The general principles underlying the proposals had been widely discussed in Glasgow over the last two years (issues for specialisation; securing the best outcomes in patient care; doctors’ hours; the significance of ambulatory care). In addition the basic choice in the Southside had been clearly signalled in last year’s Health Improvement Programme – what was new in the current consultation was a straightforward question of making a judgement about opportunity costs and access.
In the case of North Glasgow we recognise that the consultation asks questions and therefore there would need to be further consultation beyond the summer once the Health Board had gauged responses to those questions. Thus by the end of June (or shortly thereafter – we won’t be rigid about that deadline) we hope people will have expressed a view about:
a) overall principles – flagged in the two preceding Health Improvement Programmes.
b) the site choice on the Southside.
c) how to sort out split site working in West Glasgow.
d) the various questions posed for North-East Glasgow.
We would then hope that at its August meeting the Health Board could express tentative conclusions on these four points and then test them through further consultation – hopefully quickly on the first three but probably taking several months on the latter.
We are striking a balance between not excessively prolonging uncertainty, (a factor felt to be important for South and West Glasgow), while providing good scope for debate where choices for the way forward are much less clearly delineated (North-East Glasgow).
Telephone Inquiry Line 0800 85 85 85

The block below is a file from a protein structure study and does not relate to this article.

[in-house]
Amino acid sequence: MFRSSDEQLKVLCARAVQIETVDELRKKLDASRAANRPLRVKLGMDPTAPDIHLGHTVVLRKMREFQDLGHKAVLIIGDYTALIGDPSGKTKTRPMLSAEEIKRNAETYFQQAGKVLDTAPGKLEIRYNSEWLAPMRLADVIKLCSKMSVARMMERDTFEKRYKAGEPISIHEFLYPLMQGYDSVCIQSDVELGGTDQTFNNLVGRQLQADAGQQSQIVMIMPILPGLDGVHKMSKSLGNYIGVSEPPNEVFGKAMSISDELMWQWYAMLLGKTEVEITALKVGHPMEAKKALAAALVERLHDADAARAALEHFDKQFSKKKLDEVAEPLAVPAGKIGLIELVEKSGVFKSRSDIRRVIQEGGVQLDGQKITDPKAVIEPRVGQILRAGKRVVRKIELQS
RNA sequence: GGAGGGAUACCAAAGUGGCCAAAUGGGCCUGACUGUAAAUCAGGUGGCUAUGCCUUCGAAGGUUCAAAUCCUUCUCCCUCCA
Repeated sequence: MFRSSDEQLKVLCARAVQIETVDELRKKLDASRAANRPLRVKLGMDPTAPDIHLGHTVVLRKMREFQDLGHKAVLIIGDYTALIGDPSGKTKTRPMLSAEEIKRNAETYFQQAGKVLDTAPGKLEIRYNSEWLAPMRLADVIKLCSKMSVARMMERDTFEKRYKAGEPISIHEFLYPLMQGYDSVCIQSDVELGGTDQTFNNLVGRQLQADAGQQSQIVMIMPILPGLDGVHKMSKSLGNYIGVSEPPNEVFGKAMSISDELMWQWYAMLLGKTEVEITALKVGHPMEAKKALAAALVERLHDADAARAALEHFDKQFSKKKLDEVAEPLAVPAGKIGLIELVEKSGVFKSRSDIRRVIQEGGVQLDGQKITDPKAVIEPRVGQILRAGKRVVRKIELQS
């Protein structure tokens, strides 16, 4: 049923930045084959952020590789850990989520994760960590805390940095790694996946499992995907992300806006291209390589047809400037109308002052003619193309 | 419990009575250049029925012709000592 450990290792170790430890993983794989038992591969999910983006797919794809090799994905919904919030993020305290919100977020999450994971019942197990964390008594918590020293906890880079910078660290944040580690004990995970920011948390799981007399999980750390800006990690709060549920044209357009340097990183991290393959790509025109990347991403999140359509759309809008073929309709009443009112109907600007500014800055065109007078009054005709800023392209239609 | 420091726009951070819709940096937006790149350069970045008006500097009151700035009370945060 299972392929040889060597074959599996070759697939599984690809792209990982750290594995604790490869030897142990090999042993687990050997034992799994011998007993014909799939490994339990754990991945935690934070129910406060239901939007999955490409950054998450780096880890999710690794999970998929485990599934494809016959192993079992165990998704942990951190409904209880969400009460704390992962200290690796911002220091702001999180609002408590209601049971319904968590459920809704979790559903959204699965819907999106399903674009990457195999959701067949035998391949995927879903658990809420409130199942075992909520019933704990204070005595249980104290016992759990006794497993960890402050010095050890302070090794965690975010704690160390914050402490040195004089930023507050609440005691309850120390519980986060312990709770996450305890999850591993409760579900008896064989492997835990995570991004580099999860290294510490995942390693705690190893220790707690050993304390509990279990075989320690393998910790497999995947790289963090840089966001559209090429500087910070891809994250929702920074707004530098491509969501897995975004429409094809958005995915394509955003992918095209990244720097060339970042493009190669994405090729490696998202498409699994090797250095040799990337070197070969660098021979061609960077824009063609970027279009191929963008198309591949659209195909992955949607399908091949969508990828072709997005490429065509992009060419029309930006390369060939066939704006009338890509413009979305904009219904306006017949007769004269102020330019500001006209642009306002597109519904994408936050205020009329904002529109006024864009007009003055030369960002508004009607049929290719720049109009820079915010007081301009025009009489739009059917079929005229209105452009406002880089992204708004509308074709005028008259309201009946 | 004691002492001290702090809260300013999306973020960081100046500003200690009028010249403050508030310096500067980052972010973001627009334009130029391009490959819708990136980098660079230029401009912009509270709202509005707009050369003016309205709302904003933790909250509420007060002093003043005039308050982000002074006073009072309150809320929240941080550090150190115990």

Since becoming operational on April 3rd, the telephone inquiry line has taken 154 calls for further information on the consultation. Over 4000 leaflets have been distributed on request, and many people have accessed the consultation package via the Health Board’s website.
Public Meetings Update
Attendance at the public meetings has been variable. The quality of questions and the level of interest from those attending, whether it is 4 or 40, has been very encouraging. As we stated at the beginning, this is a genuine consultation process. There have been some helpful suggestions about how the meetings could be best organised in order to promote effective debate about issues in a systematic way.
Throughout the meetings, a common theme has been the transportation issues which have been touched on earlier in the Newsletter. Some of the other concerns raised include:-
Q How do you identify which patients need A&E treatment from those requiring to be treated at a casualty department?
A If patients are in ambulances, organised by a GP or by 999, they will automatically be taken to the right hospital. The vast majority of patients who make their own way to hospital will be suitable for minor injuries/casualty treatment. The small minority who aren’t will be stabilised and transferred by ambulance. Experience elsewhere shows that the arrangement works well.
Q Ambulance response times have been criticised lately – could patients die as a result of additional transferral times to the major trauma centres?
A Two factors are important in dealing with major injuries, firstly, the length of time to be first stabilised by a paramedic at the scene and secondly, who the patient sees when they reach the A&E department. Currently not all seriously injured patients are seen by senior medical staff. By consolidating the major trauma services to two sites, more patients will have vital access to senior consultant staff on arrival at A&E. A few minutes extra in an ambulance is highly unlikely to make a critical difference to outcome.
In recent years there has been a decrease in the numbers of major accidents through a reduction in the injuries sustained in road traffic accidents, largely due to people wearing seatbelts and traffic calming measures. There has also been a reduction in the numbers of heavy industry accidents. This has resulted in A&E treating fewer patients with multiple injuries.